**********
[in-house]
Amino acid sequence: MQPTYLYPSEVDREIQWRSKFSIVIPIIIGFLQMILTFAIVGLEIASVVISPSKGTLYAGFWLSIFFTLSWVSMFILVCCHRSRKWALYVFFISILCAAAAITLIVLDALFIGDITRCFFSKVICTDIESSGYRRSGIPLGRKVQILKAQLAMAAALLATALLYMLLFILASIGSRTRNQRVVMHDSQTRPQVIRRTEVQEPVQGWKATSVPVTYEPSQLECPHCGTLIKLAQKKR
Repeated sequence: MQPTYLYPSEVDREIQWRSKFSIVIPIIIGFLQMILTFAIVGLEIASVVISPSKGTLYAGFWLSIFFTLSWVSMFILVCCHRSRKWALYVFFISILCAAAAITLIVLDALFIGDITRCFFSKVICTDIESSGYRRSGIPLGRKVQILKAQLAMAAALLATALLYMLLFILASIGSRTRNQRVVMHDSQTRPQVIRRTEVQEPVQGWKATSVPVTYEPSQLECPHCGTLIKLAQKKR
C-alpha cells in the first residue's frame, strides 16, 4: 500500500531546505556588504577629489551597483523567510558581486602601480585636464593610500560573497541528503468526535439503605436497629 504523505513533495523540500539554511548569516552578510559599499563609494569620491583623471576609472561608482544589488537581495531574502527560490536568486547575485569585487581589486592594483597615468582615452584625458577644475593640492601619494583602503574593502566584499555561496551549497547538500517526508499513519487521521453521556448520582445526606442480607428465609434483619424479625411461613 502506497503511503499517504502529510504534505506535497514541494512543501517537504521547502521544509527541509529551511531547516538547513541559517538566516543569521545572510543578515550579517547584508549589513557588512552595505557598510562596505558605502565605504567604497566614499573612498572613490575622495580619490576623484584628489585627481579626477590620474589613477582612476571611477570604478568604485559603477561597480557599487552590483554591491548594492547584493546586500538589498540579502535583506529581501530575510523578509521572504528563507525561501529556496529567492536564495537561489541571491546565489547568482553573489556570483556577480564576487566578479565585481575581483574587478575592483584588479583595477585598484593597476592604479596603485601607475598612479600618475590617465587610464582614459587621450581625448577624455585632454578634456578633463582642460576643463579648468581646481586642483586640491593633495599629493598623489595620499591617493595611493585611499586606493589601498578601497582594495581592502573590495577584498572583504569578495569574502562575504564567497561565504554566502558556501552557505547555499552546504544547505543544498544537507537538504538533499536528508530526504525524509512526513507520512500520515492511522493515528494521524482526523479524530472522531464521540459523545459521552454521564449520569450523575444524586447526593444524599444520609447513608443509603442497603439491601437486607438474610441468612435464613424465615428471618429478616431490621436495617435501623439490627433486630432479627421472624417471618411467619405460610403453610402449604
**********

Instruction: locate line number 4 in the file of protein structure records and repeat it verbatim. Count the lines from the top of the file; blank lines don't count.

C-alpha cells in the first residue's frame, strides 16, 4: 500500500531546505556588504577629489551597483523567510558581486602601480585636464593610500560573497541528503468526535439503605436497629 504523505513533495523540500539554511548569516552578510559599499563609494569620491583623471576609472561608482544589488537581495531574502527560490536568486547575485569585487581589486592594483597615468582615452584625458577644475593640492601619494583602503574593502566584499555561496551549497547538500517526508499513519487521521453521556448520582445526606442480607428465609434483619424479625411461613 502506497503511503499517504502529510504534505506535497514541494512543501517537504521547502521544509527541509529551511531547516538547513541559517538566516543569521545572510543578515550579517547584508549589513557588512552595505557598510562596505558605502565605504567604497566614499573612498572613490575622495580619490576623484584628489585627481579626477590620474589613477582612476571611477570604478568604485559603477561597480557599487552590483554591491548594492547584493546586500538589498540579502535583506529581501530575510523578509521572504528563507525561501529556496529567492536564495537561489541571491546565489547568482553573489556570483556577480564576487566578479565585481575581483574587478575592483584588479583595477585598484593597476592604479596603485601607475598612479600618475590617465587610464582614459587621450581625448577624455585632454578634456578633463582642460576643463579648468581646481586642483586640491593633495599629493598623489595620499591617493595611493585611499586606493589601498578601497582594495581592502573590495577584498572583504569578495569574502562575504564567497561565504554566502558556501552557505547555499552546504544547505543544498544537507537538504538533499536528508530526504525524509512526513507520512500520515492511522493515528494521524482526523479524530472522531464521540459523545459521552454521564449520569450523575444524586447526593444524599444520609447513608443509603442497603439491601437486607438474610441468612435464613424465615428471618429478616431490621436495617435501623439490627433486630432479627421472624417471618411467619405460610403453610402449604